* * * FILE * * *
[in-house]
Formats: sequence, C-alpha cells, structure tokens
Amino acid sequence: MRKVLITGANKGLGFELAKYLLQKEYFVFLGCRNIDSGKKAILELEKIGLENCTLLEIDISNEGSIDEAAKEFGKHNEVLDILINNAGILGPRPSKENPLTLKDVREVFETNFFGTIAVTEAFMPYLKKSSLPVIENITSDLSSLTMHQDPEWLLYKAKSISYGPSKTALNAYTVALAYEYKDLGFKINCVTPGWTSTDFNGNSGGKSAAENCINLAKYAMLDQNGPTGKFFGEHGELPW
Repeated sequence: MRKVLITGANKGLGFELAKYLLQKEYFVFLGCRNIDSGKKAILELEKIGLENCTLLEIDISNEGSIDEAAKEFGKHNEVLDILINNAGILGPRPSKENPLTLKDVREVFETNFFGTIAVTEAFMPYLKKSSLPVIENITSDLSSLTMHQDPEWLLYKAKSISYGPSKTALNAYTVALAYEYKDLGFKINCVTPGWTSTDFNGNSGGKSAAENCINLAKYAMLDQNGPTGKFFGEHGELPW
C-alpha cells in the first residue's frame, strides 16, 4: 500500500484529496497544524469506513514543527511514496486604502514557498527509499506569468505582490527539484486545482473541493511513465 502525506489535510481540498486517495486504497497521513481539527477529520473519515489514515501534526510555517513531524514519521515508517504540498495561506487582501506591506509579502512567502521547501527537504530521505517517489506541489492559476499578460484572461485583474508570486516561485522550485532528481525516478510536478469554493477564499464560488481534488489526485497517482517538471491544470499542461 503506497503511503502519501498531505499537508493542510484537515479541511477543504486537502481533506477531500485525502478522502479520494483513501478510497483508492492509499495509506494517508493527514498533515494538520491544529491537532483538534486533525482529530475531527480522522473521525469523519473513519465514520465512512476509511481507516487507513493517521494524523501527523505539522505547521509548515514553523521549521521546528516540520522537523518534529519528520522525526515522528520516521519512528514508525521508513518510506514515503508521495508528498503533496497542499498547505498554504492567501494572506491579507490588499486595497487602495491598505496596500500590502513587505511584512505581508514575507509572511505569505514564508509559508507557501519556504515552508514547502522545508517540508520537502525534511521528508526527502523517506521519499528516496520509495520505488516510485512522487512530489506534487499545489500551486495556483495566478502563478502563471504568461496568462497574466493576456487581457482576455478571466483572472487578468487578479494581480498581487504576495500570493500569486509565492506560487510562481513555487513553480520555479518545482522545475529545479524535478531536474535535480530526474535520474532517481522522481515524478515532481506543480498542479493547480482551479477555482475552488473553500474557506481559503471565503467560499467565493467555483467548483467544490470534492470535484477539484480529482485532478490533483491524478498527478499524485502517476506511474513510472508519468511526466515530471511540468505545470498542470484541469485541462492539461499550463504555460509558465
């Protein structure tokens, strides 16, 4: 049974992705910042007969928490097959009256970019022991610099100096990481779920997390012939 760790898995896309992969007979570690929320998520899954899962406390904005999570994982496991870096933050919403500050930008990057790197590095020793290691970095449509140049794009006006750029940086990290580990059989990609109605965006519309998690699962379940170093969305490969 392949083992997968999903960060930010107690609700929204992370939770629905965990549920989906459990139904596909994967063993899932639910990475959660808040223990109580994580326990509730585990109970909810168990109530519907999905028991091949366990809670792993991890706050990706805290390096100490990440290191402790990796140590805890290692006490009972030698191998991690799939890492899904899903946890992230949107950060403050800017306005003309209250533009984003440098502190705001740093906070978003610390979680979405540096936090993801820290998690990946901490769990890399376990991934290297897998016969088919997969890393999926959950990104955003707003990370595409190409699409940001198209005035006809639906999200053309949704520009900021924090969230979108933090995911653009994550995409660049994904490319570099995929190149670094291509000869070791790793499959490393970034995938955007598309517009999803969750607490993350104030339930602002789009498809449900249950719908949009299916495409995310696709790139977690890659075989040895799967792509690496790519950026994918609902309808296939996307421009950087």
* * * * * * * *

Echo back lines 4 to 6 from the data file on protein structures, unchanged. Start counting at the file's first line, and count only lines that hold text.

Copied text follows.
Repeated sequence: MRKVLITGANKGLGFELAKYLLQKEYFVFLGCRNIDSGKKAILELEKIGLENCTLLEIDISNEGSIDEAAKEFGKHNEVLDILINNAGILGPRPSKENPLTLKDVREVFETNFFGTIAVTEAFMPYLKKSSLPVIENITSDLSSLTMHQDPEWLLYKAKSISYGPSKTALNAYTVALAYEYKDLGFKINCVTPGWTSTDFNGNSGGKSAAENCINLAKYAMLDQNGPTGKFFGEHGELPW
C-alpha cells in the first residue's frame, strides 16, 4: 500500500484529496497544524469506513514543527511514496486604502514557498527509499506569468505582490527539484486545482473541493511513465 502525506489535510481540498486517495486504497497521513481539527477529520473519515489514515501534526510555517513531524514519521515508517504540498495561506487582501506591506509579502512567502521547501527537504530521505517517489506541489492559476499578460484572461485583474508570486516561485522550485532528481525516478510536478469554493477564499464560488481534488489526485497517482517538471491544470499542461 503506497503511503502519501498531505499537508493542510484537515479541511477543504486537502481533506477531500485525502478522502479520494483513501478510497483508492492509499495509506494517508493527514498533515494538520491544529491537532483538534486533525482529530475531527480522522473521525469523519473513519465514520465512512476509511481507516487507513493517521494524523501527523505539522505547521509548515514553523521549521521546528516540520522537523518534529519528520522525526515522528520516521519512528514508525521508513518510506514515503508521495508528498503533496497542499498547505498554504492567501494572506491579507490588499486595497487602495491598505496596500500590502513587505511584512505581508514575507509572511505569505514564508509559508507557501519556504515552508514547502522545508517540508520537502525534511521528508526527502523517506521519499528516496520509495520505488516510485512522487512530489506534487499545489500551486495556483495566478502563478502563471504568461496568462497574466493576456487581457482576455478571466483572472487578468487578479494581480498581487504576495500570493500569486509565492506560487510562481513555487513553480520555479518545482522545475529545479524535478531536474535535480530526474535520474532517481522522481515524478515532481506543480498542479493547480482551479477555482475552488473553500474557506481559503471565503467560499467565493467555483467548483467544490470534492470535484477539484480529482485532478490533483491524478498527478499524485502517476506511474513510472508519468511526466515530471511540468505545470498542470484541469485541462492539461499550463504555460509558465
């Protein structure tokens, strides 16, 4: 049974992705910042007969928490097959009256970019022991610099100096990481779920997390012939 760790898995896309992969007979570690929320998520899954899962406390904005999570994982496991870096933050919403500050930008990057790197590095020793290691970095449509140049794009006006750029940086990290580990059989990609109605965006519309998690699962379940170093969305490969 392949083992997968999903960060930010107690609700929204992370939770629905965990549920989906459990139904596909994967063993899932639910990475959660808040223990109580994580326990509730585990109970909810168990109530519907999905028991091949366990809670792993991890706050990706805290390096100490990440290191402790990796140590805890290692006490009972030698191998991690799939890492899904899903946890992230949107950060403050800017306005003309209250533009984003440098502190705001740093906070978003610390979680979405540096936090993801820290998690990946901490769990890399376990991934290297897998016969088919997969890393999926959950990104955003707003990370595409190409699409940001198209005035006809639906999200053309949704520009900021924090969230979108933090995911653009994550995409660049994904490319570099995929190149670094291509000869070791790793499959490393970034995938955007598309517009999803969750607490993350104030339930602002789009498809449900249950719908949009299916495409995310696709790139977690890659075989040895799967792509690496790519950026994918609902309808296939996307421009950087």